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  1. High impact philanthropy Steve Kirsch www.kirschfoundation.org www.skirsch.com

  2. MISTAKES HAPPEN

  3. Philanthropy is like Dragnet • Lot of stuff going on in the world • Sometimes, things go wrong • When they do, I go to work • I am a philanthropist

  4. DISCLAIMER • I am not your typical donor • Do not try these techniques at home • If you are thinking of trying this, you should seek professional help

  5. Agenda • About our foundation • About giving • Strategic philanthropy • Non-traditional giving • Mistakes • Results

  6. About Kirsch Foundation • 501(c)(3) Supporting organization; $50M endowment • Give $4.5M to $8M/year, ~100 to 150 grants, 6 full time staff people; Medical advisory board • Goals we could accomplish in our spare time • Ensure world safety • Cure all major diseases • Restore the environment • Improve politics • Improve education • Support the local community • Encourage philanthropy • Battle the forces of evil: government stupidity/arrogance

  7. My secret motivation • To see my smiling faceon the cover of the Rolling Stone … • …and buy 5 copiesfor my mothing

  8. Why give? • To benefit everyone (including ourselves) • To achieve certain goals we think are important to make the world a better place • Ideal investment is both • High leverage (ROI) and • High impact

  9. Example of high impact giving: Carnegie Foundation • Donated $5.2M 100 years ago • Built 65 public libraries • Still in operation today • Moral: A small one time donation can have a bit impact

  10. Some things that make us different • Invest in people, not projects • Long term commitments • People dedicated to environment, medical, politics • Invest endowment in private for-profit companies • Involved in politics when needed to achieve goals (e.g., ZEV program) • Encouraging collaboration between foundations • Look for “market opportunities” such as NEOS which have a great ROI but little visibility • Fund “gaps” (e.g., experienced researchers, stem cells) • Fund hair loss research

  11. Agenda • About our foundation • About giving: A personal perspective • Strategic philanthropy • Non-traditional giving • Mistakes • Results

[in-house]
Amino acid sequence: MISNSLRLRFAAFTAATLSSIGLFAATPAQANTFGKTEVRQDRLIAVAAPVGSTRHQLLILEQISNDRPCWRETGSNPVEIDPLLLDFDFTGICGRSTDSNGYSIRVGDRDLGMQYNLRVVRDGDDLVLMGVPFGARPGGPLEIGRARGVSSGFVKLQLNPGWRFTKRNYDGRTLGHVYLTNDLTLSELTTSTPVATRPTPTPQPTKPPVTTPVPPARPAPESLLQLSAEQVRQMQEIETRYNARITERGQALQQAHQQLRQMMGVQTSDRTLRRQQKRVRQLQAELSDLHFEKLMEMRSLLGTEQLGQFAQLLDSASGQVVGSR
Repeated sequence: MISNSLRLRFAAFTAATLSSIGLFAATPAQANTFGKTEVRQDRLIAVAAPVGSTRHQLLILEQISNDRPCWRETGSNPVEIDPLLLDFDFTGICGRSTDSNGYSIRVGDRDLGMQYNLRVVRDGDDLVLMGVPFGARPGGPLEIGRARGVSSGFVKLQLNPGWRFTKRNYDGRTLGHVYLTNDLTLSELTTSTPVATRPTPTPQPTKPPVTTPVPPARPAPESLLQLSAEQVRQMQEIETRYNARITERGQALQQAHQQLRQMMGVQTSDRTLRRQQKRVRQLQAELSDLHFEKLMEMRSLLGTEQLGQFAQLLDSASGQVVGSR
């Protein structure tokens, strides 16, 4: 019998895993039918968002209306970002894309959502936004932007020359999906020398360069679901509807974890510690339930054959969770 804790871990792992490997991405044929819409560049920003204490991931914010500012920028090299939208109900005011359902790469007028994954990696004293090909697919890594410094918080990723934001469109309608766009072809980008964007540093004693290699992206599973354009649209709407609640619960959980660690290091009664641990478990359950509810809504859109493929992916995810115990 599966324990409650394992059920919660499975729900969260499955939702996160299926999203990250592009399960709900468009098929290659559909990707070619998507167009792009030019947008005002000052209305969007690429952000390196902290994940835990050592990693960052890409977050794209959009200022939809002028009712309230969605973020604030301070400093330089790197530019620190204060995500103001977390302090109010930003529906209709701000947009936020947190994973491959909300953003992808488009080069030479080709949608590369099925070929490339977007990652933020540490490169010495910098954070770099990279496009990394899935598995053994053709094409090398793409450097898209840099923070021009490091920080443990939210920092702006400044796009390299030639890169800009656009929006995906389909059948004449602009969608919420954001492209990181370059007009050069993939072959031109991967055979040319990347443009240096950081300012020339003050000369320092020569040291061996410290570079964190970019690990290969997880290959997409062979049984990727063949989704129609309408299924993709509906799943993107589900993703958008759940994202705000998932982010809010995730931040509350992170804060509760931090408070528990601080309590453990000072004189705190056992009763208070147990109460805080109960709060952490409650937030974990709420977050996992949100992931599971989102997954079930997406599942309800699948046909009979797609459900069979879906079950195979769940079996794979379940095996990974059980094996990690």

12. Giving statistics in Silicon Valley One of the richest areas on the planet, but… For high net worth households (assets >$1M not including their home) : • 45% give < $2,000/yr • 6% give $0 Source: Community Foundation Silicon Valley

  13. United Way • Sept 99: $11M shortfall • Richest place on the planet (65,000 millionaires in Santa Clara County) • We waited 2 weeks for something to “happen” • We were the first to step up with a $1M donation • Only 2 other individuals matched it: Gates and Moore • Only 15 people gave >$1,000

  14. “I worked really hard to make it” “… we’re talking REALLY hard …nights…weekends…holidays… gave up sex for 2 years… (not that I was getting any before the startup) “Now you are asking me to give it away?!?” “Are you nuts?”

  15. Why don’t people give? • Just earned it/want to enjoy it • Want to ensure have enough to have lavish lifestyle for rest of life, even if something goes wrong • If I don’t, someone else will, so why should I? • Lack of time • Focus all cycles on business • Greedy/ego • Like writing your will or going to dentist; it’s good for you, but low on the priority list • Lack of knowledge of how to do it • Never really thought of a cause that resonated • Lack of understanding of the benefits of enlightened self interest • Lazy/afraid…”hit reply key if you support clean air”